The hazy New England style brews are in the midst of a honeymoon amongst craft beer lovers. But what’s the next craze to make those connoisseurs swoon? The numbers suggest that non-alcoholic beers could be next.
As consumption of beer worldwide contracted by 1% in 2016, the market for non-alcoholic brews increased by 5%. That data comes from the research firm Euromonitor International.
Big Beer is Leading the Charge
Of course, Big Beer is already getting in on the action.
Anheuser-Busch InBev released non-alcoholic versions of Budweiser and Corona last year. And they predict that by 2025, non-alcoholic beers will comprise 20% of their overall production. Heineken released its Heineken 0.0 last year as well. Diageo, owner of the Guinness brand, released their Open Gate Pure Brew last month. Carlsberg has been brewing non-alcoholic beers for the past few years and expects its revenue from that segment to triple its growth compared to its overall beer sales.
Why the surge in growth? Right now, the options are few for health-conscious consumers who want to enjoy a beer but can’t handle the alcohol.
And there’s another reason for breweries to produce more non-alcoholic beers: it just makes financial sense. Because there’s no alcohol tax to pay, breweries can rake in 1.5 times more revenue.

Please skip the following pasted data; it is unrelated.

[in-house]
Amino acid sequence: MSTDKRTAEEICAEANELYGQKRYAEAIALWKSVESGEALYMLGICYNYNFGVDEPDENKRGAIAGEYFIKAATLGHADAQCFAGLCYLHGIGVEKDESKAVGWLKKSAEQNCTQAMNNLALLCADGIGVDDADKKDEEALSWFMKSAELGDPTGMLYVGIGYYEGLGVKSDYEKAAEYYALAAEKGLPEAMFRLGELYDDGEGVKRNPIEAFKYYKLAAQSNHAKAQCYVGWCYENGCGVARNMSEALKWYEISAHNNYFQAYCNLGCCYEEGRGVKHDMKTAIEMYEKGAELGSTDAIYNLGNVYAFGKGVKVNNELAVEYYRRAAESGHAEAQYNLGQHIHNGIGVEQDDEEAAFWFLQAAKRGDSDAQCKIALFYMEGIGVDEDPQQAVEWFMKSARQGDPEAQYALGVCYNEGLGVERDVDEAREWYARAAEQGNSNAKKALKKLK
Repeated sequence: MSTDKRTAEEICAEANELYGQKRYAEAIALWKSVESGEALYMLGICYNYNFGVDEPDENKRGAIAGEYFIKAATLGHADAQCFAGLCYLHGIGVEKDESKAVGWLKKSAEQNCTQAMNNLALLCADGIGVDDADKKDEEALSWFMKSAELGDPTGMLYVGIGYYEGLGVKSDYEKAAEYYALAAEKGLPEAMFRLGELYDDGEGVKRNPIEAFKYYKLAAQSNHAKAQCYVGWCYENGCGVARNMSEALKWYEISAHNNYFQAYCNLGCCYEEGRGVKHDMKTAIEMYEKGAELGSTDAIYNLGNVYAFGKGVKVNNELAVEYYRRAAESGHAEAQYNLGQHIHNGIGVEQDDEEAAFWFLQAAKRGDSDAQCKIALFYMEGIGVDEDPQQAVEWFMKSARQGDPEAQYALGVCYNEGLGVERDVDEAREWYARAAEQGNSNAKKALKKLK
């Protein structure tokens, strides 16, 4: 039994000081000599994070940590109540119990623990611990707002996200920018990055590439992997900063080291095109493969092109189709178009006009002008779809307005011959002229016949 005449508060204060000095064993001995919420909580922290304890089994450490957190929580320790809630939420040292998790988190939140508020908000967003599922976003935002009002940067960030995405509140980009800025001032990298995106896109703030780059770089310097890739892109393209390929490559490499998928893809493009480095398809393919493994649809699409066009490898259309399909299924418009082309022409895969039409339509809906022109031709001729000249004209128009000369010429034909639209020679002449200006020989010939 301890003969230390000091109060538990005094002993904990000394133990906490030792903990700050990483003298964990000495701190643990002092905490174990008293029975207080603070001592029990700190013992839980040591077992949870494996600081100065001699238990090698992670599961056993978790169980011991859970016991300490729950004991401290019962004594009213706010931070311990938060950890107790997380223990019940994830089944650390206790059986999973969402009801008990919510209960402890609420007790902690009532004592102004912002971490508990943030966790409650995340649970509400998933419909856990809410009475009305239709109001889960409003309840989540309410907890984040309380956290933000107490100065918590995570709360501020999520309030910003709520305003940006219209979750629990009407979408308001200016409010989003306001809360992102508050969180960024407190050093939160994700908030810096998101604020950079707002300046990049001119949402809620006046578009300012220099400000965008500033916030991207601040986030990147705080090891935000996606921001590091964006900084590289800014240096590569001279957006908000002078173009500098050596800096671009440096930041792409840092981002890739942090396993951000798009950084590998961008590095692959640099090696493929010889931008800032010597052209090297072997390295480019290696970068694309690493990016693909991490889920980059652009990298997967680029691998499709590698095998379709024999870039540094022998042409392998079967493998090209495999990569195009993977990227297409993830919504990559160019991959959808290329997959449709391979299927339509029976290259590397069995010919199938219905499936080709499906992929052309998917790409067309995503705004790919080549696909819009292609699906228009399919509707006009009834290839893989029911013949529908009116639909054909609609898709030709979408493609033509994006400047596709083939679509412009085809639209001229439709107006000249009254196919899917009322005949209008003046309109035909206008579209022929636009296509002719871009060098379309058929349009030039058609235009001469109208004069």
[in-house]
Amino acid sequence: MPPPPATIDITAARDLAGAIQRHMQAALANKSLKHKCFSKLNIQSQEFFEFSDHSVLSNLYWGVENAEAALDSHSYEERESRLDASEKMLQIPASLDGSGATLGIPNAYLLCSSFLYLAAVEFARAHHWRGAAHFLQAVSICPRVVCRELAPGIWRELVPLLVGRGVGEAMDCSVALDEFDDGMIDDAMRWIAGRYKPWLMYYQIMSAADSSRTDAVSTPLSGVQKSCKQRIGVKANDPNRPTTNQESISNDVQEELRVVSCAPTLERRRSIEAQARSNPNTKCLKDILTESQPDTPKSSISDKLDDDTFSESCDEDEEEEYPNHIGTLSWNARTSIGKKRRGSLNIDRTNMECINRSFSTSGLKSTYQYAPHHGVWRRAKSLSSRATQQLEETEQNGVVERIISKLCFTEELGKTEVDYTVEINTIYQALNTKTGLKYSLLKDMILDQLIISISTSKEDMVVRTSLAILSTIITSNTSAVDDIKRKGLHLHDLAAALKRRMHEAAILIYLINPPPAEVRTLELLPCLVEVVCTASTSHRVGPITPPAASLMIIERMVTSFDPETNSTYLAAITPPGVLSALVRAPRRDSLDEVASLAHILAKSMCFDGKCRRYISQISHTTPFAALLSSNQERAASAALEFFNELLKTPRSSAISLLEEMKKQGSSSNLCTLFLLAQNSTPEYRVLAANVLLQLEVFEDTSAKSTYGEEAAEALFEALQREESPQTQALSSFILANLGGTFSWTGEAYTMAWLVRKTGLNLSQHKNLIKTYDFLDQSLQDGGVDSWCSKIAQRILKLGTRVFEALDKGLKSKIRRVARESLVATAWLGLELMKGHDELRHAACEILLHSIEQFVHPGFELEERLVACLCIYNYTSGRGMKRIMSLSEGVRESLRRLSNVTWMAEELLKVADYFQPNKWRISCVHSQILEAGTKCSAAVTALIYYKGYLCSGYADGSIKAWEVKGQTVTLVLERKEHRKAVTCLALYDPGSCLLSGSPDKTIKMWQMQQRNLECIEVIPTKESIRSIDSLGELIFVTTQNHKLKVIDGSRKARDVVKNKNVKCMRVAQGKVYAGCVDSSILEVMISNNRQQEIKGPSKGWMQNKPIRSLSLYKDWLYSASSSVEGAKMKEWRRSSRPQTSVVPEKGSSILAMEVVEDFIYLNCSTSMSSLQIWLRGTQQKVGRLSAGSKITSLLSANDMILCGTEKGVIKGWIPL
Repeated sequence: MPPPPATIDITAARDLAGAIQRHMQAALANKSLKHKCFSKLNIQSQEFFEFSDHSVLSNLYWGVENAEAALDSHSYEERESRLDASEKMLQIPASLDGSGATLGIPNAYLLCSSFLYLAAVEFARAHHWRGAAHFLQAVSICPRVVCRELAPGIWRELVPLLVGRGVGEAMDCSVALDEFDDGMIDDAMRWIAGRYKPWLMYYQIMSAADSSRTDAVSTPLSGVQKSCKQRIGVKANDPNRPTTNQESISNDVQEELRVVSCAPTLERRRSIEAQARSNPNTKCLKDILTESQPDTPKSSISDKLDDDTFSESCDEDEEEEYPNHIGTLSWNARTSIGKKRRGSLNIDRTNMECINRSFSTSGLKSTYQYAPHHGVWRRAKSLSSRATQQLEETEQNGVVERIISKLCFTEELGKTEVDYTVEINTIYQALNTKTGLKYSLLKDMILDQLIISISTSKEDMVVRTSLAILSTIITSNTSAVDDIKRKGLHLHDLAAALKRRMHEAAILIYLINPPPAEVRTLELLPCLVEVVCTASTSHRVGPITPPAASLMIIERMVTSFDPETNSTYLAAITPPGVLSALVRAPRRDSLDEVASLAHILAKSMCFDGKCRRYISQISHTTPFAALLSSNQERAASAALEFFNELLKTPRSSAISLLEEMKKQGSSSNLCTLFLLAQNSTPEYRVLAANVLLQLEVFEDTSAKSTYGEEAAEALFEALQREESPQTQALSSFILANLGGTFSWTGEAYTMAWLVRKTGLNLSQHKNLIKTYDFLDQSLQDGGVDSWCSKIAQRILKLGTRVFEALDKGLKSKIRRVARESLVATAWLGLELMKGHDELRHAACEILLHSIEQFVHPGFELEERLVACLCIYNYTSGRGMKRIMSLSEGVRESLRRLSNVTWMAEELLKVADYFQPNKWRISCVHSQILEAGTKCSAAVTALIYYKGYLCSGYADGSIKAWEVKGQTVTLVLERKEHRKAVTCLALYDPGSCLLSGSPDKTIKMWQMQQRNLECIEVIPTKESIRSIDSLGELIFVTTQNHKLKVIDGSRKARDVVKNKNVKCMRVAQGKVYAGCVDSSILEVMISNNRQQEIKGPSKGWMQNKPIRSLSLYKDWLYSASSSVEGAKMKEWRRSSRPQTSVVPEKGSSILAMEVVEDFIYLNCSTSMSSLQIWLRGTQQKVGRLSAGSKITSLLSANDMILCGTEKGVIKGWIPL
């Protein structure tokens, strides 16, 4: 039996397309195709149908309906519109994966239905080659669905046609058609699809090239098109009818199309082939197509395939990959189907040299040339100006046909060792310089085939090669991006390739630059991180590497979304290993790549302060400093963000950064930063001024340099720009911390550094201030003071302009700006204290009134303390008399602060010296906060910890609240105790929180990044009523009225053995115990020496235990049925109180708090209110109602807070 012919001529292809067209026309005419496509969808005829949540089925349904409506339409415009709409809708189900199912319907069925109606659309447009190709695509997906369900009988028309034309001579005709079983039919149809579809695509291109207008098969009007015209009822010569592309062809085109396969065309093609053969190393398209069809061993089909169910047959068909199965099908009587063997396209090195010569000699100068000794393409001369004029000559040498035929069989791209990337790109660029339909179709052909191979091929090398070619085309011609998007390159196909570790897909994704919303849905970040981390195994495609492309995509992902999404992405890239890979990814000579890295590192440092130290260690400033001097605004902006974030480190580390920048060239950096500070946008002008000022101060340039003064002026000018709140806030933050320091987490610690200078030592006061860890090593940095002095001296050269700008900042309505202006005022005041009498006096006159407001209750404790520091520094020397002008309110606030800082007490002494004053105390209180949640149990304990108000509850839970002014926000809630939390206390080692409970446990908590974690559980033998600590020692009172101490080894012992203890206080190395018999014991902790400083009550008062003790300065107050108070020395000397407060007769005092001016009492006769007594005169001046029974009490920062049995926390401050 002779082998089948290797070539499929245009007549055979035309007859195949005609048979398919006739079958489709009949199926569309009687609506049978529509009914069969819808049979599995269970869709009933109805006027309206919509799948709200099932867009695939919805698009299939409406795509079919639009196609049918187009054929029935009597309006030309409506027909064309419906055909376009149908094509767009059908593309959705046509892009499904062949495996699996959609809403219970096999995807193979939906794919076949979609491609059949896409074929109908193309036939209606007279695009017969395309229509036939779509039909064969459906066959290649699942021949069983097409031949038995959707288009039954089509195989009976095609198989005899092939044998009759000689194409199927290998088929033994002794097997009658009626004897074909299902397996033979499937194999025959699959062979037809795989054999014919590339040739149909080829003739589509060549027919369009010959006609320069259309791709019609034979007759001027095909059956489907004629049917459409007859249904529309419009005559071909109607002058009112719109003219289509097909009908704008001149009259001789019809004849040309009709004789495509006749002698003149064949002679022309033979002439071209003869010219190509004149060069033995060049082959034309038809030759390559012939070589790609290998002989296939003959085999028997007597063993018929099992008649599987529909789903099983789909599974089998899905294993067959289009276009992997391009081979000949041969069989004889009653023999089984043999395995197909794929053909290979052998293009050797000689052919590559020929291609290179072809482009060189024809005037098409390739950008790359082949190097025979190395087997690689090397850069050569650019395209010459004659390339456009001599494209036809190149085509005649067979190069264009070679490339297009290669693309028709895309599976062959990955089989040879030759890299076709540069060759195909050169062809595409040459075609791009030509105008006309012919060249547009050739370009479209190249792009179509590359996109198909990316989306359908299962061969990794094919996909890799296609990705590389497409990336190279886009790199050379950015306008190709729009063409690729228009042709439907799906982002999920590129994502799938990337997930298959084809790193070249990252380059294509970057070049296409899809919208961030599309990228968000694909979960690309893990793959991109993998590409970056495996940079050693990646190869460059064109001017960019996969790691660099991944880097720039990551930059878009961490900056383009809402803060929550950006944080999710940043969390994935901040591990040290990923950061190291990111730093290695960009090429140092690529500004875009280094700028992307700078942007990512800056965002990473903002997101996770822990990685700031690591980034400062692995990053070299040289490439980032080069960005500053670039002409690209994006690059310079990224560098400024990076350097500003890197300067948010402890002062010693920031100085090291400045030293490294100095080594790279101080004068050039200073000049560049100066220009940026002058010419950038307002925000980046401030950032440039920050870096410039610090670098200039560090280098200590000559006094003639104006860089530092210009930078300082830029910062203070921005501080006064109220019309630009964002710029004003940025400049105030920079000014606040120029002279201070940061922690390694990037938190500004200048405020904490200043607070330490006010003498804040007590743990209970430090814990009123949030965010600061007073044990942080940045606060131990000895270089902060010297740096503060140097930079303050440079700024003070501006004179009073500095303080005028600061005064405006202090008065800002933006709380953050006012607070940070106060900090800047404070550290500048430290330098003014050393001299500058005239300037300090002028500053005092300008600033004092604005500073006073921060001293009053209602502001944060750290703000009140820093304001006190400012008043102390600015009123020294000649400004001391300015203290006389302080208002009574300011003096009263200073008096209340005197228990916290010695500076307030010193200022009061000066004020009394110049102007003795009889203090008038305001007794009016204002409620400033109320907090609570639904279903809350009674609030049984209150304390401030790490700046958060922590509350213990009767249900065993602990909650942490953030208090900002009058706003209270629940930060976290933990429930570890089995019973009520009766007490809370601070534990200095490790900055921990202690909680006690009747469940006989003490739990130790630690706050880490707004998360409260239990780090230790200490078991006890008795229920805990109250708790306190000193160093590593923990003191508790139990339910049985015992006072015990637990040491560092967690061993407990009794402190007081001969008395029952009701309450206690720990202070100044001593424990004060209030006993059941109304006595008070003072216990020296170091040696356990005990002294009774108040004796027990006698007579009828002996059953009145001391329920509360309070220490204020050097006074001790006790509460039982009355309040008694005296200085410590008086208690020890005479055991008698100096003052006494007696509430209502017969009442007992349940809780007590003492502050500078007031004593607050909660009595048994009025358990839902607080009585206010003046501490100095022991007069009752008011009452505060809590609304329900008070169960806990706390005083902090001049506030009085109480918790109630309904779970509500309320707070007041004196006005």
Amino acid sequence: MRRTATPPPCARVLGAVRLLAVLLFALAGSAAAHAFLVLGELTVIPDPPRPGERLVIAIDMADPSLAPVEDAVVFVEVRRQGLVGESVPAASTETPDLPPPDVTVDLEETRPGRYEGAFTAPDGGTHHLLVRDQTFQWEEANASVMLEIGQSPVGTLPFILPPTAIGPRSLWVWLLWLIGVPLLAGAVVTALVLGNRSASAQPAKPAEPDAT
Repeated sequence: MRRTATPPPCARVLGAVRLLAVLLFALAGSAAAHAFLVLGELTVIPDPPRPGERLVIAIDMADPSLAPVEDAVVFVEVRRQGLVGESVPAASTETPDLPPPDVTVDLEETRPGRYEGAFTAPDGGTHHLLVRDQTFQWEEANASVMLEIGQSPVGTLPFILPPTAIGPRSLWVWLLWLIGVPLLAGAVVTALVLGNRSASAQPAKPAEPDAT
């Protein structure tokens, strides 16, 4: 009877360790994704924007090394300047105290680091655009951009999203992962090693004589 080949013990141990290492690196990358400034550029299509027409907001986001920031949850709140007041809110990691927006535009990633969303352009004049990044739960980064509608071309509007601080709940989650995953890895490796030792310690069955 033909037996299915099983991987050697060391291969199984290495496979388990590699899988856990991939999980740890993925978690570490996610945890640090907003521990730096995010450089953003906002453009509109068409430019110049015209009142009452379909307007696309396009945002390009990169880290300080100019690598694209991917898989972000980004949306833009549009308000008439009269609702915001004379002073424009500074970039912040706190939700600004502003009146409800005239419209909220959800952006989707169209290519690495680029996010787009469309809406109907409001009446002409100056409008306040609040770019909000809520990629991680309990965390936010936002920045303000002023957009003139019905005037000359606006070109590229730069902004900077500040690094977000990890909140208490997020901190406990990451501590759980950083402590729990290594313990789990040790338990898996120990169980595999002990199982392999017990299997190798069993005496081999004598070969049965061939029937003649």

Where is Craft Beer?
Non-alcoholic beers have the reputation for being awful but some brewers are trying to reshape that thinking.
There’s a common thread amongst the brewers. When their own health concerns forced them to turn away from alcohol, they sought non-alcoholic craft beers to fill the void. Unfortunately, they discovered that the only options were bad.
Partake Brewing offers a non-alcoholic IPA and will be releasing a Stout and Lager in the near future. WellBeing Brewing Company offers a Wheat Ale and an Amber. Bravus Brewing Company offers an IPA, Oatmeal Stout, and Amber. Nirvana Brewery sells an IPA, Pale Ale, and Stout.
But how do they taste? While I’ve not personally tasted any of them, below is a video from a blind taste test with Partake Brewing’s IPA.
While it doesn’t appear any of the major American craft breweries are currently producing any non-alcoholic beers, if that niche becomes as successful as predicted, perhaps they won’t be far behind.
What did you think of this article?
Please share your opinion in the comments below.